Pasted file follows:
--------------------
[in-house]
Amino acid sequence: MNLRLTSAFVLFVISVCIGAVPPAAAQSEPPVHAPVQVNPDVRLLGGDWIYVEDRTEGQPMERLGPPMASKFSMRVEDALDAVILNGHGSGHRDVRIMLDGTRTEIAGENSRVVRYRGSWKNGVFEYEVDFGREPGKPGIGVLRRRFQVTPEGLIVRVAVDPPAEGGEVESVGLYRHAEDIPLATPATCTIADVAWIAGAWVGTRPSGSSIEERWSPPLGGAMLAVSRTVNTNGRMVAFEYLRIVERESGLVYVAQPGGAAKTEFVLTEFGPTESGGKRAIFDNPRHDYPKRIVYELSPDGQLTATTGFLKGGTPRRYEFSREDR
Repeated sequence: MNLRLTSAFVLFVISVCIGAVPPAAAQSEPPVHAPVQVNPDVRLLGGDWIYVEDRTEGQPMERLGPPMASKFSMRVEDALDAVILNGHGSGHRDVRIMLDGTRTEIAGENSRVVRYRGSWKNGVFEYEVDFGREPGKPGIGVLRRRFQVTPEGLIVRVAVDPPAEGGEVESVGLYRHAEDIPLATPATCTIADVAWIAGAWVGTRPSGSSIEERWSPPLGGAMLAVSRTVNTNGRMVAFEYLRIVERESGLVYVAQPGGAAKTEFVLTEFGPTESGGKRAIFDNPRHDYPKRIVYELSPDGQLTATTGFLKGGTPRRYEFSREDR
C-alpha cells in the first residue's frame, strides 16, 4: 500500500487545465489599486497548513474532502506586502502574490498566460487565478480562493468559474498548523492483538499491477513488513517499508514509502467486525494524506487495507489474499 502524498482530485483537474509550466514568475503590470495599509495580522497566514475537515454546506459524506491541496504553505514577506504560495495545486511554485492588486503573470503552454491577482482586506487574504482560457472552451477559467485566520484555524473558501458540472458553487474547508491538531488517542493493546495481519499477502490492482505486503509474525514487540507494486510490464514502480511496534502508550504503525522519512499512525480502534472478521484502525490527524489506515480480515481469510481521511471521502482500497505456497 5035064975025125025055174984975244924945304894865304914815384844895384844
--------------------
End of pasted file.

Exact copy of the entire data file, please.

[in-house]
Amino acid sequence: MNLRLTSAFVLFVISVCIGAVPPAAAQSEPPVHAPVQVNPDVRLLGGDWIYVEDRTEGQPMERLGPPMASKFSMRVEDALDAVILNGHGSGHRDVRIMLDGTRTEIAGENSRVVRYRGSWKNGVFEYEVDFGREPGKPGIGVLRRRFQVTPEGLIVRVAVDPPAEGGEVESVGLYRHAEDIPLATPATCTIADVAWIAGAWVGTRPSGSSIEERWSPPLGGAMLAVSRTVNTNGRMVAFEYLRIVERESGLVYVAQPGGAAKTEFVLTEFGPTESGGKRAIFDNPRHDYPKRIVYELSPDGQLTATTGFLKGGTPRRYEFSREDR
Repeated sequence: MNLRLTSAFVLFVISVCIGAVPPAAAQSEPPVHAPVQVNPDVRLLGGDWIYVEDRTEGQPMERLGPPMASKFSMRVEDALDAVILNGHGSGHRDVRIMLDGTRTEIAGENSRVVRYRGSWKNGVFEYEVDFGREPGKPGIGVLRRRFQVTPEGLIVRVAVDPPAEGGEVESVGLYRHAEDIPLATPATCTIADVAWIAGAWVGTRPSGSSIEERWSPPLGGAMLAVSRTVNTNGRMVAFEYLRIVERESGLVYVAQPGGAAKTEFVLTEFGPTESGGKRAIFDNPRHDYPKRIVYELSPDGQLTATTGFLKGGTPRRYEFSREDR
C-alpha cells in the first residue's frame, strides 16, 4: 500500500487545465489599486497548513474532502506586502502574490498566460487565478480562493468559474498548523492483538499491477513488513517499508514509502467486525494524506487495507489474499 502524498482530485483537474509550466514568475503590470495599509495580522497566514475537515454546506459524506491541496504553505514577506504560495495545486511554485492588486503573470503552454491577482482586506487574504482560457472552451477559467485566520484555524473558501458540472458553487474547508491538531488517542493493546495481519499477502490492482505486503509474525514487540507494486510490464514502480511496534502508550504503525522519512499512525480502534472478521484502525490527524489506515480480515481469510481521511471521502482500497505456497 5035064975025125025055174984975244924945304894865304914815384844895384844